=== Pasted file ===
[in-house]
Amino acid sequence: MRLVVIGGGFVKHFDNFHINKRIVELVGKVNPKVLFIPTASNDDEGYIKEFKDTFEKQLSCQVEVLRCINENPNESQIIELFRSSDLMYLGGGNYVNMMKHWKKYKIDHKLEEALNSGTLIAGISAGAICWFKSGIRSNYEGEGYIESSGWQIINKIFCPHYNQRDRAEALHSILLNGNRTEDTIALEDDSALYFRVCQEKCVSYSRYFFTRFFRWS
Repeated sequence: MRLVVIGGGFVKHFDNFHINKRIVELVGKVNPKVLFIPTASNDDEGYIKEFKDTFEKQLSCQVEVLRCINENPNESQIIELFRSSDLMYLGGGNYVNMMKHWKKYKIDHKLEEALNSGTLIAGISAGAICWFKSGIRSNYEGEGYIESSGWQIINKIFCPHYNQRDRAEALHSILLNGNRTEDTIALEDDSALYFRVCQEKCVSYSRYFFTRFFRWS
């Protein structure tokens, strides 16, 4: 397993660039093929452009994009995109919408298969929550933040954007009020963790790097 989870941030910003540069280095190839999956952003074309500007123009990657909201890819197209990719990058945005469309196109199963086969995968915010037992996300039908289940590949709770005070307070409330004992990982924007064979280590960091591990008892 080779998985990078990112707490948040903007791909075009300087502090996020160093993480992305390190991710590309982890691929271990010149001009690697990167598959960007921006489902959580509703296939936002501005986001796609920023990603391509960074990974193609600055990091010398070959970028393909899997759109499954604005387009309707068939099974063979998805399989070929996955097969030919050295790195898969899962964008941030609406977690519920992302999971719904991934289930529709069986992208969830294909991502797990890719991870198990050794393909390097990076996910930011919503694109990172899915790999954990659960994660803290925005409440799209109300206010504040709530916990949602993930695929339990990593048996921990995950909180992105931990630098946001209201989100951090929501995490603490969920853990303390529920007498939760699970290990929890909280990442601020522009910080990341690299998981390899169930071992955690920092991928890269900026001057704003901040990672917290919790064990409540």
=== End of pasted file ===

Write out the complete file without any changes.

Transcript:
[in-house]
Amino acid sequence: MRLVVIGGGFVKHFDNFHINKRIVELVGKVNPKVLFIPTASNDDEGYIKEFKDTFEKQLSCQVEVLRCINENPNESQIIELFRSSDLMYLGGGNYVNMMKHWKKYKIDHKLEEALNSGTLIAGISAGAICWFKSGIRSNYEGEGYIESSGWQIINKIFCPHYNQRDRAEALHSILLNGNRTEDTIALEDDSALYFRVCQEKCVSYSRYFFTRFFRWS
Repeated sequence: MRLVVIGGGFVKHFDNFHINKRIVELVGKVNPKVLFIPTASNDDEGYIKEFKDTFEKQLSCQVEVLRCINENPNESQIIELFRSSDLMYLGGGNYVNMMKHWKKYKIDHKLEEALNSGTLIAGISAGAICWFKSGIRSNYEGEGYIESSGWQIINKIFCPHYNQRDRAEALHSILLNGNRTEDTIALEDDSALYFRVCQEKCVSYSRYFFTRFFRWS
């Protein structure tokens, strides 16, 4: 397993660039093929452009994009995109919408298969929550933040954007009020963790790097 989870941030910003540069280095190839999956952003074309500007123009990657909201890819197209990719990058945005469309196109199963086969995968915010037992996300039908289940590949709770005070307070409330004992990982924007064979280590960091591990008892 080779998985990078990112707490948040903007791909075009300087502090996020160093993480992305390190991710590309982890691929271990010149001009690697990167598959960007921006489902959580509703296939936002501005986001796609920023990603391509960074990974193609600055990091010398070959970028393909899997759109499954604005387009309707068939099974063979998805399989070929996955097969030919050295790195898969899962964008941030609406977690519920992302999971719904991934289930529709069986992208969830294909991502797990890719991870198990050794393909390097990076996910930011919503694109990172899915790999954990659960994660803290925005409440799209109300206010504040709530916990949602993930695929339990990593048996921990995950909180992105931990630098946001209201989100951090929501995490603490969920853990303390529920007498939760699970290990929890909280990442601020522009910080990341690299998981390899169930071992955690920092991928890269900026001057704003901040990672917290919790064990409540």